The acquittal of all men stated, “Before parting with the verdict, we intend to express our fear of the incompetence with which the investigative authorities have investigated such a serious case that affects the integrity and security of the nation. Rather than denouncing the real culprits responsible for killing so many precious lives, the police have caught innocent people and brought serious charges against them that led to their conviction and subsequent conviction. ”Patel is wearing his amnesty hat here to quote faithfully from page 280 of the judgment.

It remains to be seen what could happen during Modi’s tenure as prime minister, especially with regard to the so-called terrorist cases. The mind here, of course, turns to human rights activists, public intellectuals, outspoken journalists, even stand-up comedians, who are exposed to the wrath of an arbitrary establishment. Commenting on the sloppiness of the indictment, Patel notes: “The murmur goes on and on. The Gujarat police had a handwriting expert – JJ Patel – who checked the defendant’s Urdu handwriting while admitting he did not know Urdu and could not distinguish Arabic from Persian. “

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On civil liberties, pluralism, political culture and the electoral process, Patel quotes the Economist Intelligence Unit’s “democracy index”. India slipped from 27th in 2014 to 53rd in 2020. Other embarrassing reviews are featured in this score, reaffirming how India came under Modi’s supervision.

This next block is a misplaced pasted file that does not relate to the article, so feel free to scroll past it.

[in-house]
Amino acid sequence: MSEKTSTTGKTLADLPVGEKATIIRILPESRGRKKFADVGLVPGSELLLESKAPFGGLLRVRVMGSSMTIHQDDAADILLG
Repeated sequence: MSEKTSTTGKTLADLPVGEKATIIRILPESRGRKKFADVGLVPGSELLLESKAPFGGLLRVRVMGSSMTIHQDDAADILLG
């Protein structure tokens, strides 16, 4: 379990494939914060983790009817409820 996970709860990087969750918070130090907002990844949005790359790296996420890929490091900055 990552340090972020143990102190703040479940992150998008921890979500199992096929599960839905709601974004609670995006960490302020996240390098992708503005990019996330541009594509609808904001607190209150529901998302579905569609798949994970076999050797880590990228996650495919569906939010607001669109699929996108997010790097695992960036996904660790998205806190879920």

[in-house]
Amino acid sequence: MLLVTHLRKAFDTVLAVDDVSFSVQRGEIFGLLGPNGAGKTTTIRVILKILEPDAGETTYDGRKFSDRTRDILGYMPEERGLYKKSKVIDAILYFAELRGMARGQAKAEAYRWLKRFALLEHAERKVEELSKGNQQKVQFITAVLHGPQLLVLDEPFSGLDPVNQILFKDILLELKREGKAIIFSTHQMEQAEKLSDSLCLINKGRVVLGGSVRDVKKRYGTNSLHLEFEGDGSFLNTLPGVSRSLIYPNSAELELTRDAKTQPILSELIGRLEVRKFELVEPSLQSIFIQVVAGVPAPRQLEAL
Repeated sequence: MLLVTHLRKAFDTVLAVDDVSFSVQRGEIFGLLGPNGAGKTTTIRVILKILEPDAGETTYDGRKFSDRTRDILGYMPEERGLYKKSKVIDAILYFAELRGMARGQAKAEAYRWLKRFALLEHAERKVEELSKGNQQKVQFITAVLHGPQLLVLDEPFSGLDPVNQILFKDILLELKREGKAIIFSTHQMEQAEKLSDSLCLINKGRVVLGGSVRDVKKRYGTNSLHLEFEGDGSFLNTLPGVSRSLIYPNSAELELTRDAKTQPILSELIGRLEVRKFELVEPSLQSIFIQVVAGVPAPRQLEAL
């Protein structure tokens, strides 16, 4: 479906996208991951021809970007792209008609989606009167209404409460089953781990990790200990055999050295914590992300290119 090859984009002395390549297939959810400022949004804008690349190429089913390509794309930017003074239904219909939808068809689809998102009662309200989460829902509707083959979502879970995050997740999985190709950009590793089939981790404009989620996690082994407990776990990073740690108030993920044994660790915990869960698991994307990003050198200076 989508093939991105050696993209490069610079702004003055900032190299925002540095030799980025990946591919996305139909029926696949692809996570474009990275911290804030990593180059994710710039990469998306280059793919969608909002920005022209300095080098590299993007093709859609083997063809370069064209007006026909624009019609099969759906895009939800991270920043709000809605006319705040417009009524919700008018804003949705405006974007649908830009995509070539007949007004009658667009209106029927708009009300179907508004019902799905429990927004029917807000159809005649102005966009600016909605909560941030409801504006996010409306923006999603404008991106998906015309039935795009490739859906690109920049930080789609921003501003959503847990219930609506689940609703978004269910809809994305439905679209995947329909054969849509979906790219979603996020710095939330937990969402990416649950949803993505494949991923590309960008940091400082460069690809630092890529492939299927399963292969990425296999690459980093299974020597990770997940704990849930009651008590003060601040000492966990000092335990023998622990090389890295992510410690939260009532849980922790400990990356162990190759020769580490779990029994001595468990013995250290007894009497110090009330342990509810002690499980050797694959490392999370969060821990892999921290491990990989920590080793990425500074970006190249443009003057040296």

On the economic front too, Modi’s performance caused India’s ranking to decline. See the World Economic Forum’s Global Economic Competitiveness Study. India has dropped 28 places from 40 in 2017 to 68 in 2020. Other indices from renowned agencies confirmed the result. The Thomson Reuters Foundation cites discrimination, health care, sexual violence, non-sexual violence, cultural traditions and human trafficking as parameters in its report on the world’s most dangerous countries for women. India lost four places from fourth in 2011 to first in 2018 “to become the most dangerous place for women, behind Pakistan, Congo, Somalia and Afghanistan”.

Interior Minister Amit Shah recently alleged that the Indian passport had gained respect under Mr Modi. Patel cites the Henley Passport Index to contest the claim. Indian passports dropped from 74 in 2013 to 85 in 2021, a drop of eleven places in the global ranking. The reasons given showed how few nations give Indian nationals visa-free access. In the 2017 Air Quality Index, 11 Indian cities were among the 30 most polluted cities. In 2020 they rose to 22.

While the crawling media is freaking out about “Moditva” and “Modinomics,” Patel says Modi himself never defined the terms. “We are left with a number of mantras, offered as acronyms and alliterations, through which he has expressed his ideas on several occasions.” Some acronyms from the book are mentioned: 5Ts – talent, tradition, tourism, trade and technology; 3Ds – democracy, discipline, determination. Gorakh Pandey would smile warmly at the book’s robust challenge to India’s progress towards a post-factual nation.

The author is Dawn correspondent in Delhi.

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Posted in Dawn, December 28, 2021